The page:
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News / Clark County News

Unjust use of force or self-defense? Attorneys present opening arguments in trial of Vancouver police Officer Andrea Mendoza

Officer charged with fourth-degree assault after bodycam video recorded her threatening to use Taser on suspect's genitals

By Becca Robbins, Columbian staff reporter
Published: April 18, 2024, 6:16pm
4 Photos
Vancouver Police Officer Andrea Mendoza listens to opening statements in her trial for gross misdemeanor assault Thursday at the Clark County Courthouse. Mendoza is accused of assaulting a man she was arresting and threatening to use a Taser on his genitals.
Vancouver Police Officer Andrea Mendoza listens to opening statements in her trial for gross misdemeanor assault Thursday at the Clark County Courthouse. Mendoza is accused of assaulting a man she was arresting and threatening to use a Taser on his genitals. (Taylor Balkom/The Columbian) Photo Gallery

A prosecutor told a Clark County District Court jury Thursday that Vancouver police Officer Andrea Mendoza assaulted a suspected shoplifter in May when she exposed his genitals “for no reason” and threatened to use her Taser there after he fought to avoid arrest.

Mendoza’s defense attorney told the jury her use of force was lawful. Her actions were in self-defense, he said, and in defense of a fellow officer after the suspect, Elijah Guffey-Prejean, had struck both during the struggle.

The opening statements in Mendoza’s trial came after a jury of four men and three women, including one alternate, was seated about 2 p.m.

Mendoza, 38, is charged with fourth-degree assault, which is a gross misdemeanor. Several members of the Vancouver Police Department were seated behind Mendoza in the courtroom’s gallery.

“I want to make this clear from the start: This is not the city of Vancouver versus the police department,” Senior Deputy Prosecutor Lauren Boyd said. “This is the city of Vancouver versus Andrea Mendoza … and the actions she chose to take on May 21, 2023.”

Boyd said body-camera video of the incident shows Guffey-Prejean was complying when Mendoza pulled his pants down and exposed his genitals. The prosecutor said Mendoza held her Taser against Guffey-Prejean’s genitals for 24 seconds, and his genitals remained exposed for nearly two minutes, even after he was handcuffed. It wasn’t until Guffey-Prejean asked Mendoza twice to cover him up that she did so, Boyd said.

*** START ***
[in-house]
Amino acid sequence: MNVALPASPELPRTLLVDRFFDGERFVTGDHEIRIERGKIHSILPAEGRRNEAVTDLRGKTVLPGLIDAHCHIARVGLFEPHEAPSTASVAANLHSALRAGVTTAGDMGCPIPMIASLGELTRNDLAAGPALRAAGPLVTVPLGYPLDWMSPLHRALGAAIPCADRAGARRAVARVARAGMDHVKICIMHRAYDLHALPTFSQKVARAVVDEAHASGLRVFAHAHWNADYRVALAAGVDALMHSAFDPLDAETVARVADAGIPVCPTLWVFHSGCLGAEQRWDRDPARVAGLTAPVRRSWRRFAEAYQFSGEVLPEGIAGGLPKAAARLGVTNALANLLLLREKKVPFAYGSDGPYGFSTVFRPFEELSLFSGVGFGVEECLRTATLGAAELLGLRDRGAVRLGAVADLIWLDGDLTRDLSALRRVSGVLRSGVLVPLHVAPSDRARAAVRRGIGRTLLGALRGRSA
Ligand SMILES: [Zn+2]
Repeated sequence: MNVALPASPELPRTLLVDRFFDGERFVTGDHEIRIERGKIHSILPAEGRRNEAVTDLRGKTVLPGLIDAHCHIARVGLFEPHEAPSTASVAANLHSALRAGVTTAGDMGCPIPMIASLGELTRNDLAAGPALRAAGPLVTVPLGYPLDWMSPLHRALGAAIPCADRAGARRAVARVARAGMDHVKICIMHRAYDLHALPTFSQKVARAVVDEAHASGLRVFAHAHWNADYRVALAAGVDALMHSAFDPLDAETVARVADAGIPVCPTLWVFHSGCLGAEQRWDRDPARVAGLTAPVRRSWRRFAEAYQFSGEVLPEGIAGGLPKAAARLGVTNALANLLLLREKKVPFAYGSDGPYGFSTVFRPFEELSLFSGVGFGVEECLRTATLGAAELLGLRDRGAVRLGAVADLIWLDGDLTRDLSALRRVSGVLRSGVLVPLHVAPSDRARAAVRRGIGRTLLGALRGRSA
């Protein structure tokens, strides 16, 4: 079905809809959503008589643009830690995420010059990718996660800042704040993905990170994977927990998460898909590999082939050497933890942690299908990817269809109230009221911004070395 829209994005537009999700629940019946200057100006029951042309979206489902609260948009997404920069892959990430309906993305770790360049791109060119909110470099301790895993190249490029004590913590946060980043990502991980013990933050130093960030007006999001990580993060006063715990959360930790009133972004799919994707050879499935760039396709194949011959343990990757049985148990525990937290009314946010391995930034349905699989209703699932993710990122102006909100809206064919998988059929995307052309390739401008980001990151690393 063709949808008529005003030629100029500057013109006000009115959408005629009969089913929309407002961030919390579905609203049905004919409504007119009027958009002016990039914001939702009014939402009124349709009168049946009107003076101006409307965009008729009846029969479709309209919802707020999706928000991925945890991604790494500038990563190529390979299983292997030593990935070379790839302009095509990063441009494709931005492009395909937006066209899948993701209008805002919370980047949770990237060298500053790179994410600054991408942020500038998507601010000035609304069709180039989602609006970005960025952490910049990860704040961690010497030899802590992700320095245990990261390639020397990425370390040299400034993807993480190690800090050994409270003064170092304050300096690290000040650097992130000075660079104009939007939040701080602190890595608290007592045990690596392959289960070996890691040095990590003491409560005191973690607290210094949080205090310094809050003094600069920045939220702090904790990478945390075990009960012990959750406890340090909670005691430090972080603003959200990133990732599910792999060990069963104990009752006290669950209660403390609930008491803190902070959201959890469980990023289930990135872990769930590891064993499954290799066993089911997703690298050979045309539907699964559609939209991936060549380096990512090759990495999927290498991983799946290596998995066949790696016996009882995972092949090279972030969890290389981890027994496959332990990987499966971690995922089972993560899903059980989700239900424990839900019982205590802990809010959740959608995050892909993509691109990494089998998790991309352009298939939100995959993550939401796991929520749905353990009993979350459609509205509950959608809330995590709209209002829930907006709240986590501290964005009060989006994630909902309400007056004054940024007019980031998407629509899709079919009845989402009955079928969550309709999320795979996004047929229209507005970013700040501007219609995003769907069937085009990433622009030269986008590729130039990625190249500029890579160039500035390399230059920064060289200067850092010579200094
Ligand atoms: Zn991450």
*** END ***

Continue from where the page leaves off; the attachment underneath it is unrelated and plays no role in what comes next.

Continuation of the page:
Defense attorney John Terry told jurors he’d let them decide for themselves, after watching the video, whether Guffey-Prejean was compliant. Terry noted Guffey-Prejean claimed to be done resisting, but then got up and tried to run again.

“This was more than simply resisting arrest,” Terry said. “Both officers had been assaulted.”

Before opening statements, Judge Kristen Parcher ruled on the admissibility of Vancouver Police Department policies Mendoza would’ve been trained on, including policies around use of force and Tasers.

The jury heard testimony from the loss prevention officer at the east Vancouver Walmart, who reported the shoplifting incident to law enforcement. He was on the phone with dispatch while Mendoza and the other officer tried to arrest Guffey-Prejean and described the struggle to dispatch as he was seeing it on store surveillance video.

He can be heard on the call telling dispatch the suspect was resisting and that the suspect was still fighting once an officer had a Taser on him.

The jury viewed the surveillance video and both officers’ body-camera videos.

The trial is scheduled to continue Friday morning with more city’s witnesses, including Guffey-Prejean.

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